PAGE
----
About the argument of browser versus apps, I remain ambivalent. I know that for my personal purposes I need a browser. I then ask myself - what apps do I need and for what reason? Since I don't really game any more, that is out. Basically, I need something for news (across platforms - currently, I use Flipboard but I do think it is a bit inadequate in terms of spread of sources - and now that you mention it, I will look into a good RSS reader), something for reading (PDF/ ePubs) - here iOS is simply the best (and Android is a close second). I have yet to find anything comparable to the quality of apps on the Windows/ RT platform that works as well. I need something for movies/ music (best would be if it is cross platform) - again, I have come up short - though my music and video needs would center principally around the Windows platform (desktop, tablet, mobile). I do blog using Word Press (which I must reminded myself to make more active), so there is a need for an app for that. I haven't really looked into it at the moment. I use Skype - this I have found across platforms and works as well as I need it to. While I am on Twitter, I never post, but only follow. For that the current Twitter app across platforms are good enough - though recently someone has recommended Tweetum from the Windows store. Eventually, as I mentioned above, I may need something for podcasts and for making video modules for academic purposes - and I hope I find something for the Windows (desktop and RT) platform. Lastly, I use OneDrive and I find that the app for it across platforms suffices - though the app on iOS is really very basic and is something that I hope MS will update soon enough. Naturally, it goes without saying that much of my work and leisure is tied up to Office and while I would like to have a Modern UI version of it on the RT platform, the current arrangement works with minimal disruption.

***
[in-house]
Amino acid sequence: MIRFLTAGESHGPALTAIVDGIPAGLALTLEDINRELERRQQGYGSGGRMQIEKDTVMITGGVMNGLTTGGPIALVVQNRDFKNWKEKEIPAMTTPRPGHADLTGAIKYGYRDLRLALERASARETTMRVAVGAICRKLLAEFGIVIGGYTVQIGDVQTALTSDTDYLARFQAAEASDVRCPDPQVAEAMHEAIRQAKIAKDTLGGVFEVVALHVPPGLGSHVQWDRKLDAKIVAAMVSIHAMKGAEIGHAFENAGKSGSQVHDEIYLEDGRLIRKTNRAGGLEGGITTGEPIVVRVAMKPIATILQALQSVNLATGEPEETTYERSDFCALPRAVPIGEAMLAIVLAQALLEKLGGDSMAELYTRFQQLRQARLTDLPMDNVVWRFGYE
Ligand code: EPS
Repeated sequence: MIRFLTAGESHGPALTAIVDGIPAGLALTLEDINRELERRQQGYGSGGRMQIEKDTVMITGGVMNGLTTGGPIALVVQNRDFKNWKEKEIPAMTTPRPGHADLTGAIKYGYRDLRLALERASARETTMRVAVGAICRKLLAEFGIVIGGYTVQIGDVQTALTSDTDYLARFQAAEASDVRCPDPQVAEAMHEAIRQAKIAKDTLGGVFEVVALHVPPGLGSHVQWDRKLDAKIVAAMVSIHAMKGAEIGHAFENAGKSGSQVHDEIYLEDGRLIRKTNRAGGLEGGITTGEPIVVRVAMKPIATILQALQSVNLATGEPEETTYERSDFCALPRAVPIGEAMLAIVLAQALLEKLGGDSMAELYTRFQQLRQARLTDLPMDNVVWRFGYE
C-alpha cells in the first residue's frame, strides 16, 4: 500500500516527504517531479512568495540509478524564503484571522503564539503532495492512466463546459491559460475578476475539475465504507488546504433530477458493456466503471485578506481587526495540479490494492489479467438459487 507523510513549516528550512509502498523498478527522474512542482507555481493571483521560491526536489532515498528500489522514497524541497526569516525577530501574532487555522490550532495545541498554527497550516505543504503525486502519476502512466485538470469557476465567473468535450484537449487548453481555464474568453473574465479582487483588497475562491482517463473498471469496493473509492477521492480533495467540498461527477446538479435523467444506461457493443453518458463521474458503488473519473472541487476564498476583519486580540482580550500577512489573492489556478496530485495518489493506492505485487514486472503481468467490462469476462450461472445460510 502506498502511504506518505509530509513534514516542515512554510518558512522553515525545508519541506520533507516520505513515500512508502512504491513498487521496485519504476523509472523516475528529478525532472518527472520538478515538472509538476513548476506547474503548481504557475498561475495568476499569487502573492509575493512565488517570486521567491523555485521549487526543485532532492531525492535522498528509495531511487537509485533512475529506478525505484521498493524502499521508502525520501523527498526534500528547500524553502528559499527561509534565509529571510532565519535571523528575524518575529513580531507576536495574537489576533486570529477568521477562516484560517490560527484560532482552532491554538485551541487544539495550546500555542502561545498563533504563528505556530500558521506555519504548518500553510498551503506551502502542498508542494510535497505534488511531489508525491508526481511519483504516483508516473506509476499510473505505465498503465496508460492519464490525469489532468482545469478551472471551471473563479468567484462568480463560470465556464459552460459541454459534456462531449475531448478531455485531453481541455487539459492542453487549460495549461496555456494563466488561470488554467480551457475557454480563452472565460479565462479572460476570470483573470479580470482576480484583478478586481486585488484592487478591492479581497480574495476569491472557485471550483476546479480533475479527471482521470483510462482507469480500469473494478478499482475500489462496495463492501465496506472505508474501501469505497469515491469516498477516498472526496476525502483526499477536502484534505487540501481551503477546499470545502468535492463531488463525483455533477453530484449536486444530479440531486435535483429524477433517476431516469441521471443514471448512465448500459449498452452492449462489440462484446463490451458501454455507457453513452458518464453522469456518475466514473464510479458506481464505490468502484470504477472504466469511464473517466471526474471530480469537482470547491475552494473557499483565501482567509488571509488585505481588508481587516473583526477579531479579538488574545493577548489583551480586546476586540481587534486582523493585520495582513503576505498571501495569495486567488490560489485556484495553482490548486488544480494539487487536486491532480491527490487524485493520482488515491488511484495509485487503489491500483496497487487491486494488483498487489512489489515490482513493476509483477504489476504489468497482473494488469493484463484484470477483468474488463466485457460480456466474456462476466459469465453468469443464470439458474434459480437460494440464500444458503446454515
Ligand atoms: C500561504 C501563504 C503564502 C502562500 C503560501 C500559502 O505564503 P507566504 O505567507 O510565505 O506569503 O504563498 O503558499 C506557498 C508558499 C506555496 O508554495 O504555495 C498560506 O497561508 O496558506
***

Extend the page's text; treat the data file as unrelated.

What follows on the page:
You see, I don't really do anything productive - aside from occasionally replying to mails - on my iPad. It is primarily a consumption device for me, which is also why I don't take the initiative to seek out innovative apps on it.

    So, yeah, in your terms, I am a "basic" user who does not really have complicated needs. As for participating on forums, I still prefer visiting the individual sites. My (by now admittedly dated) experience of using dedicated Forum Apps (like Tapatalk) on Android was a bad experience. Maybe the situation has improved since then across platforms, but I find using the browser in this instance much easier (though on the Surface 2, it seems to be a battery-intensive activity).
     
  5. WillysJeepMan

    WillysJeepMan Member

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    For the sake of balance and to show that I'm not a doom-n-gloomer....

    On a software related note, when Microsoft released Office for iPad as only being part of Office 365 subscription, I was initially reluctant to rent software. But as I saw what I would get for the subscription (5 installs in PC/Mac + 5 on mobile devices) I softened up to it. Then getting a year's subscription for $65 on Amazon for the household it suddenly made financial sense. I'm quite impressed with Office for iPad and just how well preserved the documents are across the platforms. I love, love, love the ability to work with my Office documents equally well on my Windows notebook, iMac, iPad, and Surface.

    Another bright note is TeamViewer for Windows RT. It is quite a solid piece of software. I'll often take my Surface to the office so that I can remotely connect to my iMac at home. The Surface does a fantastic job handling the task. TeamViewer has been the best remote access software I've used so far.

    The Surface 2 easily supports my Blue Yeti USB microphone: